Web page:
Iran ready to resume Vienna talks within days to revive JCPOA
Iran’s foreign minister says Tehran is ready to resume the stalled talks with the P4+1 group of countries in Vienna to revive the 2015 deal that the US abandoned in defiance of international criticism
Hossein Amir-Abdollahian made the remarks in a joint press conference with the European Union foreign policy chief, Josep Borrell, in Tehran on Saturday as the bloc seeks to break an impasse between the parties to the deal, officially known as the Joint Comprehensive Plan of Action (JCPOA), over the agreement's revival and the removal of sanctions against Iran.
"We are ready to resume the Vienna talks within the next days," Iran's top diplomat said.
He expressed hope that the US would "this time" pursue a "realistic and fair approach" and act responsibly.
Iranian officials do not directly negotiate with Americans as the United States unilaterally withdrew from the deal in 2018 and re-imposed sanctions against Iran. During the talks in Vienna, which have been on hold since mid-March, US negotiators communicated with Iranians through European intermediaries.
The Iranian foreign minister said he held "detailed, precise and deep" talks with Borrell on the JCPOA revival negotiations, adding, "We are going to break the stalemate in the Vienna talks and end the tension that has existed in recent days."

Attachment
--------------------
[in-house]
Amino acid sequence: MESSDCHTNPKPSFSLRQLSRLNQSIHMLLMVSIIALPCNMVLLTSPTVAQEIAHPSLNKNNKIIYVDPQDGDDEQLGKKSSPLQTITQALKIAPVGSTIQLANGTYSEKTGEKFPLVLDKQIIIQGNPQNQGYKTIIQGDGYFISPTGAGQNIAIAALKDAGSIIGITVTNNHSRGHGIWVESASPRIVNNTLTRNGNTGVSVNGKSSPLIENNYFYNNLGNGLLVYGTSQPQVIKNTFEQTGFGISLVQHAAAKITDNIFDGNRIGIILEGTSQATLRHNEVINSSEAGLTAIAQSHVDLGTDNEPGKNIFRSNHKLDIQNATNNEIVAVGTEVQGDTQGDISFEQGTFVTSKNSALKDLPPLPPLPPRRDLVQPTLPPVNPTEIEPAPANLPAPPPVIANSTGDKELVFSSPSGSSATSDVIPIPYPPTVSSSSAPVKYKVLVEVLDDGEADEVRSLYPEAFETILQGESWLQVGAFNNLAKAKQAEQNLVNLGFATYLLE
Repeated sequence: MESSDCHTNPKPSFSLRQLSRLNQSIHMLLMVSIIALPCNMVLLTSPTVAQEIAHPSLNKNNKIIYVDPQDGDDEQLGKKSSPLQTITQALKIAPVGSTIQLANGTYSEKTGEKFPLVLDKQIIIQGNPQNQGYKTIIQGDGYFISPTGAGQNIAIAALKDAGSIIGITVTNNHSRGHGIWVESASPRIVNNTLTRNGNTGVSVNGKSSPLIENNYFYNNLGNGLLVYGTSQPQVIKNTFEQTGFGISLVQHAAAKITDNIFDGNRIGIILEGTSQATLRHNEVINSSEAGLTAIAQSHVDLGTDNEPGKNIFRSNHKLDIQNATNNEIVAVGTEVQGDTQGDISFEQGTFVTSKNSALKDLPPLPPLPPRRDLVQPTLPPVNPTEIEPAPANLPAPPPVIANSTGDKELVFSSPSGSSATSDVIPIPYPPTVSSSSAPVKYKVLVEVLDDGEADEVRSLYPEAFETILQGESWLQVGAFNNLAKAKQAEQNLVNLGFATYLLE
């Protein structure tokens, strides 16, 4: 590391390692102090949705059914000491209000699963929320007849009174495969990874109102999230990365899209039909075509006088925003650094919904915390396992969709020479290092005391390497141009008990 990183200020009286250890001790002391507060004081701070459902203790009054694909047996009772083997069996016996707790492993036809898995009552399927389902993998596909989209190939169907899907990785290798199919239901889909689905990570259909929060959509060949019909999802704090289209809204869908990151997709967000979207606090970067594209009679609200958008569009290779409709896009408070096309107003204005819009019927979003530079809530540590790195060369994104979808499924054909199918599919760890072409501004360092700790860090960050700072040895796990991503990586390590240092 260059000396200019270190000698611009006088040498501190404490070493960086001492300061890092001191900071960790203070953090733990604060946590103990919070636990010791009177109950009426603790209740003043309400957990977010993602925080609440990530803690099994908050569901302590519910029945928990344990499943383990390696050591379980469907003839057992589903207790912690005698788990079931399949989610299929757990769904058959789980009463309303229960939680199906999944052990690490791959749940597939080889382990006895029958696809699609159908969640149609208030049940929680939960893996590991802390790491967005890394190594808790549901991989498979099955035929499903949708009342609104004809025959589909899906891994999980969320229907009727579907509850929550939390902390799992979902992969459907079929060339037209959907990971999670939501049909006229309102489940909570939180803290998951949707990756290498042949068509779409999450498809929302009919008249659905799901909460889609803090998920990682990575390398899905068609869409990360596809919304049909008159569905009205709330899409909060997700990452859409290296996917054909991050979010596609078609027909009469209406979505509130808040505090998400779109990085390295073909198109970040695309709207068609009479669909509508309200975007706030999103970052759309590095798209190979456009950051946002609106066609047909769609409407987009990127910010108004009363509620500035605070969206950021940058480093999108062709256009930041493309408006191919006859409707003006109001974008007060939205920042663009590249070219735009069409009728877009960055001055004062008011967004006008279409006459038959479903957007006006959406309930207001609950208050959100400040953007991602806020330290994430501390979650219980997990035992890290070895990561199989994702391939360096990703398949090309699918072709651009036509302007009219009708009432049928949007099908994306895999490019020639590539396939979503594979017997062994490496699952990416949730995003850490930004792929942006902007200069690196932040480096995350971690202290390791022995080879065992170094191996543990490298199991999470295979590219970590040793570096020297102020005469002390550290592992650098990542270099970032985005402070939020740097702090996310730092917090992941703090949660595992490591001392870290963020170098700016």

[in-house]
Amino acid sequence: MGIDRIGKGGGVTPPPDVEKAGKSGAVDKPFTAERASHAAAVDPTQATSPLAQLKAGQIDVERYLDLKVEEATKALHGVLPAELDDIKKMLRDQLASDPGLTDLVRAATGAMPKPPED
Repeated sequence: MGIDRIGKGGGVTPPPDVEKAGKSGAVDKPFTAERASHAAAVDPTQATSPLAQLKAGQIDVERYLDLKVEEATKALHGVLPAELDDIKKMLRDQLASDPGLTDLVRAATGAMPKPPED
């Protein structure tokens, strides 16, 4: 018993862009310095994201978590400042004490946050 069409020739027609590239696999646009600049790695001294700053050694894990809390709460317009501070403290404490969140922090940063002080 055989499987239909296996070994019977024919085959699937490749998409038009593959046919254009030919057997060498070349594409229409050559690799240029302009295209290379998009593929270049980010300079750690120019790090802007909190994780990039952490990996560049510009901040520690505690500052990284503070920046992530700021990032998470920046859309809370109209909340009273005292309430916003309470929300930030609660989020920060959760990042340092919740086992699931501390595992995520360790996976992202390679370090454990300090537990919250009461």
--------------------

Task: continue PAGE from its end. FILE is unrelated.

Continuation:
Pointing to his recent phone call with Borrell, Iran's foreign minister said the country "always welcomes the path of diplomacy" and "result-oriented talks."
"What is important for the Islamic Republic of Iran is that it should completely enjoy all the economic benefits [stipulated] in the 2015 agreement," Amir-Abdollahian said, emphasizing that the country would not accept anything that would possibly affect the issue.
Referring to Israel's acts of sabotage with respect to the JCPOA revival talks, he said, "We do not brook provocative measures of the fake Israeli regime."
"Iran would not stand idly by in the face of the threatening moves of the Zionist regime, including its destructive measures in the talks about the Islamic Republic's peaceful nuclear program," the foreign minister pointed out.
Negotiations have been held in the Austrian capital of Vienna since April last year to restore the JCPOA, which was ditched by former US President Donald Trump in May 2018.
In quitting the agreement, Trump introduced what he called the “maximum pressure” campaign to bring Iran to its knees. Tehran maintains that the policy has failed dismally. The Biden administration agrees, yet it has not taken any tangible steps to deliver on its promise of repealing the policy.
In recent months, Iran has cited Washington’s indecisiveness as the reason behind the protraction of the talks, as a number of key issues remain unresolved, ranging from the removal of all post-JCPOA sanctions to the provision of guarantees by the American side that it will not leave the deal again.
Meanwhile, in a recent politically-motivated decision backed by Israel, the International Atomic Energy Agency (IAEA)’s Board of Governors has passed a resolution, proposed by the US and the three
European parties to the JCPOA – Britain, France, and Germany, which accuses Tehran of failing to fully cooperate with the UN nuclear agency.
Head of the Atomic Energy Organization of Iran (AEOI) Mohammad Eslami has slammed the UN nuclear agency for politicizing the country’s peaceful nuclear program under the Israeli regime’s pressure regardless of Tehran's extensive cooperation with the IAEA.